Pieter Bruegel the Elder: The stone-cutter or the Witch of Mallegem (1559)

(Rijksmuseum, Amsterdam, The Netherlands)

An engraving by the Flemish artist Pieter van der Heyden (1530-1572) after a design of Pieter Bruegel the Elder (1525-1569). This engraving shows a large group of people who are rushing to a female charlatan. The female charlatan (= 'the witch of Mallegem') is extracting 'the stone of madness' from the head of a patient. According to a story a charlatan exploited the ignorance of a fictional sucker called 'Lubbert Bas' by making him believe that the cause of his madness was a stone which was lodged in his brain (=the stone of madness). By removing the stone the patient could be cured of his madness. Such operations did not exist in reality but the story was used in 15th and 16th century art and refers to the folly and gullibility of people. Bruegel shows the swindle: the witch is holding in her left hand a stone of madness which she removed from her patient, underneath her table you can see 1 of her servant who is picking an ordinary stone from a box - the 'successfully removed stone of madness', his lips are sealed with a lock while a fool can be seen in one of his sleeves! Another servant is selling a kind of potions to the people and 1 of the men in the crowd is already losing his money from his purse. The large empty eggshell with in the lower right corner is a symbol of futility and barren folly. The water mill and the miller in the top left corner represents the imperturbability of sanity against the madness of the charlatan and the gullible people. The entire scene takes places in the town of 'Mallegem' ('Mal' means crazy/ foolish in Dutch so the name here means 'suckerville', the place where fools are living) as is indicated by the Dutch text at the bottom:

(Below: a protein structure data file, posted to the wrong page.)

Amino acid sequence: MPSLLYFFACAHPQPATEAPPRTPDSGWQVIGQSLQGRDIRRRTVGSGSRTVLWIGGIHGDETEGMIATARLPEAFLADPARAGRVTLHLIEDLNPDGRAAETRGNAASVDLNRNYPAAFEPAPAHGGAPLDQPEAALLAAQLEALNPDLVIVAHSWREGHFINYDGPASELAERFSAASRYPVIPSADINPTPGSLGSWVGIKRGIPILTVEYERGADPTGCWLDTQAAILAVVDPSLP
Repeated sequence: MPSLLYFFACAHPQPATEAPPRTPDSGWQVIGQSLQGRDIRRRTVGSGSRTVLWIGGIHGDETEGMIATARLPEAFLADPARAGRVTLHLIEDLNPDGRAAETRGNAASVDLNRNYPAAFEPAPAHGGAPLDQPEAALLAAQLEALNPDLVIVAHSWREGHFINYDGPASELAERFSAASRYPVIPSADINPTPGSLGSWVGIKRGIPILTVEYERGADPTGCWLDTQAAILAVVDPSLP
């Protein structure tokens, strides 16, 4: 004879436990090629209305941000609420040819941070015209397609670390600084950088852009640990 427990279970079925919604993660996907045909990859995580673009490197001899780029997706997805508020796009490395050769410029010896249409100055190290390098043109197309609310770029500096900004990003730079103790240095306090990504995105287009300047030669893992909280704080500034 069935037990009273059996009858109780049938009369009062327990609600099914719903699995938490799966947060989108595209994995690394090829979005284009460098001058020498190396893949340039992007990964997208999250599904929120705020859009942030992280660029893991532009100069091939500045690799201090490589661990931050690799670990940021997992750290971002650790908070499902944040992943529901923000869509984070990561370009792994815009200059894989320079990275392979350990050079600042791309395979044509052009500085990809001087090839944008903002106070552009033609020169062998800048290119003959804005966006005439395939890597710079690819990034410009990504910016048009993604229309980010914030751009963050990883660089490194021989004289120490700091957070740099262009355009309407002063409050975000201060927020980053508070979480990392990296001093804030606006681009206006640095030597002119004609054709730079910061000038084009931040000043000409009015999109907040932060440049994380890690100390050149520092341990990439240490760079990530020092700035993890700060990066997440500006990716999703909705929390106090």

Ghy Lieden van Mallegem, wilt nu wel syn gesint
Ick Vrou Hexe wil hier oock wel worden bemint
Om u te genesen, ben ick gecomen hier
Tuwen dienste, met myn onder meesterssen fier
Compt vry, den meesten met den minsten sonder verbeyen
Hebdy de wesp int hooft, oft loteren u de keyen.

Translated:
Folks of Mallegem, be of good cheer;
I, Lady Witch, wish to be well-loved here
As I am elsewhere
I have come here to cure you
With my proud aide; i assure you
We're at your service; draw near
So Let them come on, come one and come all
The large and the small
Hurry on, every one
If you've a wasp in your dome
Or you are plagued by a stone

Colored engraving from 1559.

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